Menu Close

Kentucky Landlord-Tenant Laws

A summary of Kentucky Landlord Tenant Laws based on state law statutes as they apply to residential lease agreements executed between landlords and tenants.

Required Disclosures (by Landlords)

Move-in Checklist: Landlord and tenant must complete a checklist before landlord can collect a security deposit. (Ky. Rev. Stat. Ann. § 383.580)

Owner or Agent Information: Landlord must disclose to the tenant in writing at or before the commencement of the tenancy the name and address of the person authorized to manage the premises, and an owner of the premises or a person authorized to act for and on behalf of the owner for the purpose of service of process and for the purpose of receiving notices and demands. (Ky. Rev. Stat. Ann. § 383.585)

Security Deposit: Orally or in writing, landlord must disclose where the security deposit is being held and the account number. (Ky. Rev. Stat. Ann. § 383.580)

Security Deposit Limit

There is no state statutory limit on security deposits.

Deadline for Returning Security Deposit

Kentucky requires a landlord to return a security deposit within 30 to 60 days after the tenant has moved out, depending on whether the tenant disputes deductions taken out of the security deposit. Before deductions are to be taken, advance notice must be given to the tenant.

Small Claims Lawsuits

The monetary limit for filing a landlord-tenant small claims lawsuit is $2,500.

Late Fees

Kentucky state law does not cover late fees. Therefore, a reasonable late fee must be spelled out in the lease agreement in order for it to be legally enforceable.

Increasing Rent

A written 30 day notice is required to increase rent or change the terms of a month-to-month agreement. Longer term lease agreements must specifically address when and how much rent can be increased. Otherwise, no increase may happen during the lease.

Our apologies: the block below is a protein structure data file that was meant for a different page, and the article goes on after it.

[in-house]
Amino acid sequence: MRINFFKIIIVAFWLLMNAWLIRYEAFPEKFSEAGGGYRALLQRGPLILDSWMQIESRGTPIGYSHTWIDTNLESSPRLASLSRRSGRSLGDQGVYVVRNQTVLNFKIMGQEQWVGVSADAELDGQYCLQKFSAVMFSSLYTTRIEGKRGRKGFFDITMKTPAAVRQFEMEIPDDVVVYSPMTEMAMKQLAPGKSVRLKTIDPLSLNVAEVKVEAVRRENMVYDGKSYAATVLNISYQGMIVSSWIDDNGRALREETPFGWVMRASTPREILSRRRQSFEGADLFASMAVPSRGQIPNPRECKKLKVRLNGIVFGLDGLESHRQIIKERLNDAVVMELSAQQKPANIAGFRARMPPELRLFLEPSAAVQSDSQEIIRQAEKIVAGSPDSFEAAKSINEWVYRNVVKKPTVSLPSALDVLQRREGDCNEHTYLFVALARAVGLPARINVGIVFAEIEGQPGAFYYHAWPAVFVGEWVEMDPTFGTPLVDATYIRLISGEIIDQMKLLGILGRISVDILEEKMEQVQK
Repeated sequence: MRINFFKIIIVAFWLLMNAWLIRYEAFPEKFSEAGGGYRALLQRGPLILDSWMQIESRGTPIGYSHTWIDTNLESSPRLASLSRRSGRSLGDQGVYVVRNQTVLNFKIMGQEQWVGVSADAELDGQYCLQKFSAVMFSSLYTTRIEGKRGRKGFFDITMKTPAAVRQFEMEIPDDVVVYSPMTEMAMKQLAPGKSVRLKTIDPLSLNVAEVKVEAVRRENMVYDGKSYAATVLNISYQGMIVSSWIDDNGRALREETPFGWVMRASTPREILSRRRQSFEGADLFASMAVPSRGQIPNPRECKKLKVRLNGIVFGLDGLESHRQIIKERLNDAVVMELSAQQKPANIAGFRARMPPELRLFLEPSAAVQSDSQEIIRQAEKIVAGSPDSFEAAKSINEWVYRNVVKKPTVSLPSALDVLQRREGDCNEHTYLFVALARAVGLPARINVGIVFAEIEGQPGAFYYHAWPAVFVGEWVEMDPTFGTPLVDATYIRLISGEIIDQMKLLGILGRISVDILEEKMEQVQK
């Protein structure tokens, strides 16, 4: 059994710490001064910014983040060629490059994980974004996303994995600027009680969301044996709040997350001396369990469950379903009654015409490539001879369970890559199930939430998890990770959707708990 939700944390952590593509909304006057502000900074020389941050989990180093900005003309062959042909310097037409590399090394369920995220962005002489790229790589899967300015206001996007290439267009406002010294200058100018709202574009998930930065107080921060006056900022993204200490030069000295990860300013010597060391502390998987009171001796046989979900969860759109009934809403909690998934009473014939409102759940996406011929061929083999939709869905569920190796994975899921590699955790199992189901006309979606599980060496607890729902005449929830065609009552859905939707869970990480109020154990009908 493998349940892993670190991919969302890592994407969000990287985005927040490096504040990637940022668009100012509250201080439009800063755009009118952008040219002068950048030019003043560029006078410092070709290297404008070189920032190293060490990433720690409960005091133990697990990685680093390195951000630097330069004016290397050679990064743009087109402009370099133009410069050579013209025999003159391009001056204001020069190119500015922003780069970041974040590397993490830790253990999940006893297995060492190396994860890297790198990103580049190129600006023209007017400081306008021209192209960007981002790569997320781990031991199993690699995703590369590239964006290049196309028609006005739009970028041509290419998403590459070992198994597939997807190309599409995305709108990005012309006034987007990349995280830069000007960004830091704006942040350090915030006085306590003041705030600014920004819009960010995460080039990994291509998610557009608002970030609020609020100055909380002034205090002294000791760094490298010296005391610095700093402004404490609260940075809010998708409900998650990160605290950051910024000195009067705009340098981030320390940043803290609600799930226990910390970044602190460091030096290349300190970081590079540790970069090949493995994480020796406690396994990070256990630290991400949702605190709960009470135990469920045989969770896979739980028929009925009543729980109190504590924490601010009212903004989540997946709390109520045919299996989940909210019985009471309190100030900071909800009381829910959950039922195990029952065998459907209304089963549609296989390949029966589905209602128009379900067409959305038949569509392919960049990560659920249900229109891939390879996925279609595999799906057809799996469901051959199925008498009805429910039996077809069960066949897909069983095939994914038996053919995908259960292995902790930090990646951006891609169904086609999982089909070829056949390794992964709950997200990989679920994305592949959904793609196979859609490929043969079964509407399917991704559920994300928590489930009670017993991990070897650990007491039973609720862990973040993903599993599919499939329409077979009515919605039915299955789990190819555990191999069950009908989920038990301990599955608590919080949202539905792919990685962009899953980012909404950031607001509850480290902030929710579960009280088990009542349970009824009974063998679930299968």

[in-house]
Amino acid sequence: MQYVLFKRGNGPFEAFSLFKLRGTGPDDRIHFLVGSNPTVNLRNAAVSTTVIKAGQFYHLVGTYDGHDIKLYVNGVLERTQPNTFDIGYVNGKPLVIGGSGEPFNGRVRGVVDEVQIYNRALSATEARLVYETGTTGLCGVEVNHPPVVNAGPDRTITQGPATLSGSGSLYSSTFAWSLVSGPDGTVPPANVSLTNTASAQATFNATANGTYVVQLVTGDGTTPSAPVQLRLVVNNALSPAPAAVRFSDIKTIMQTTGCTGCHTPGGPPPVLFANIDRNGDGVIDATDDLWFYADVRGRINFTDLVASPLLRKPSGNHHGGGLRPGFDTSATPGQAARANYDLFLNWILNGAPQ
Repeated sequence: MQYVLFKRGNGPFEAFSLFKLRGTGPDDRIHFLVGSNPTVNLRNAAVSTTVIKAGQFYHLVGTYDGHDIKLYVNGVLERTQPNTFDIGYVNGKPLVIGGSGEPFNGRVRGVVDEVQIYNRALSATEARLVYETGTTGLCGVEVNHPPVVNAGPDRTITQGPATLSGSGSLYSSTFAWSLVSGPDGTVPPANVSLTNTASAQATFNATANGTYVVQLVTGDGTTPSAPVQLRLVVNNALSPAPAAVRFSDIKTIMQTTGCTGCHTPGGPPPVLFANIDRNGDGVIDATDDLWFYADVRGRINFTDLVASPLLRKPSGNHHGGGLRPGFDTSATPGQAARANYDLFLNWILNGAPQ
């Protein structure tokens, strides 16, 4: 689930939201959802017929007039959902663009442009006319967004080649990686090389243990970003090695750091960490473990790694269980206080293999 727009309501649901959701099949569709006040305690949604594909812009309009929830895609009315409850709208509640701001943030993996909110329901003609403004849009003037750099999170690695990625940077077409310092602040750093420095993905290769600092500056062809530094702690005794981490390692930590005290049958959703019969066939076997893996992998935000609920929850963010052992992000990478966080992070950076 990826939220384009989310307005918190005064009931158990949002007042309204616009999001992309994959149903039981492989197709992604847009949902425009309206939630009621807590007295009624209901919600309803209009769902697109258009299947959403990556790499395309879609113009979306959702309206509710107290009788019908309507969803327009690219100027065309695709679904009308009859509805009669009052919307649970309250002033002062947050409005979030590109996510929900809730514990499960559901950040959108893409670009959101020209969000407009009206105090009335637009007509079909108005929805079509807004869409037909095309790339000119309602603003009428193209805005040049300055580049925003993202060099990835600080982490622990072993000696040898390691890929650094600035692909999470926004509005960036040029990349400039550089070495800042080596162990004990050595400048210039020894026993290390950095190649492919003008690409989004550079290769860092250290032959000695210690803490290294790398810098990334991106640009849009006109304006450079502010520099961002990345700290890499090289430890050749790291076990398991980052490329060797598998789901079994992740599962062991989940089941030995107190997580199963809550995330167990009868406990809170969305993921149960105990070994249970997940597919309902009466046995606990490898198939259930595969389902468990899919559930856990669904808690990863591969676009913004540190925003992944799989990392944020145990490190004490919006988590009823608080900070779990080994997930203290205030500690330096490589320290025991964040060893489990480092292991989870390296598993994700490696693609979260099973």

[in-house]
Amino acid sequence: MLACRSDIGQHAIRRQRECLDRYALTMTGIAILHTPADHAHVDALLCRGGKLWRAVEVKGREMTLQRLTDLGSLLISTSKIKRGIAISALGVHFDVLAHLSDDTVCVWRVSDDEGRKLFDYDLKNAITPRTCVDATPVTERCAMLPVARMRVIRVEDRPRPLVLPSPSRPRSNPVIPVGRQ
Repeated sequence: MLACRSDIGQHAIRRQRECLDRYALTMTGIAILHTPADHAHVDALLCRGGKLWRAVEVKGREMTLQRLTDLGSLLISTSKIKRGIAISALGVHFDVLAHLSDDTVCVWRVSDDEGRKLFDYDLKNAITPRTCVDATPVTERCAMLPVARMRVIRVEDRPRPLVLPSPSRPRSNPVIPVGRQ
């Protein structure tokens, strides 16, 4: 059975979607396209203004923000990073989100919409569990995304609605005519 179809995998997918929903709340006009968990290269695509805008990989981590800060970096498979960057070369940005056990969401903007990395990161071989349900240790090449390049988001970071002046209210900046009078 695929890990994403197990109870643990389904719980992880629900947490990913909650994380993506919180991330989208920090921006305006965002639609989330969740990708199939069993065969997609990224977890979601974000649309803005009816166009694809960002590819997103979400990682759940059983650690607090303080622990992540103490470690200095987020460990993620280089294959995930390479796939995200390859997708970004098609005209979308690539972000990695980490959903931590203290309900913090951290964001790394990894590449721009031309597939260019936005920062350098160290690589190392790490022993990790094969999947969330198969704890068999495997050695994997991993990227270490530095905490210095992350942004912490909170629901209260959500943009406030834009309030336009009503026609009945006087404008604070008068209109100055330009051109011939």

Tenant’s Right to Withhold Rent

If a landlord is notified of a problem that may affect the health or safety of the occupants or cause the unit to become uninhabitable, he or she must act within a reasonable amount of time to fix the issue. Should the landlord fail to act, the tenant may either withhold a relative portion of rent or repair the problem and deduct the cost of the repair from the next rent payment.

Termination and Eviction

A 14 day unconditional quit notice may only be used for repeating the same material violation of the lease within 6 months of being given a first cure or quit notice.

A 15 day conditional notice to cure or quit must be used for all other lease violations.

Access to Property

Landlords must provide two days advance notice to enter their rental property.

Domestic Violence

There is no statute addressing a tenant who’s a victim of domestic violence, but the court may enter any order it believes will eliminate future acts of domestic violence and abuse.

Kentucky Lease Agreement

See Kentucky Residential Lease.

Kentucky Landlord-Tenant Law Statutes

Kentucky Rev. Stat. Ann. §§ 383.010 to 383.715.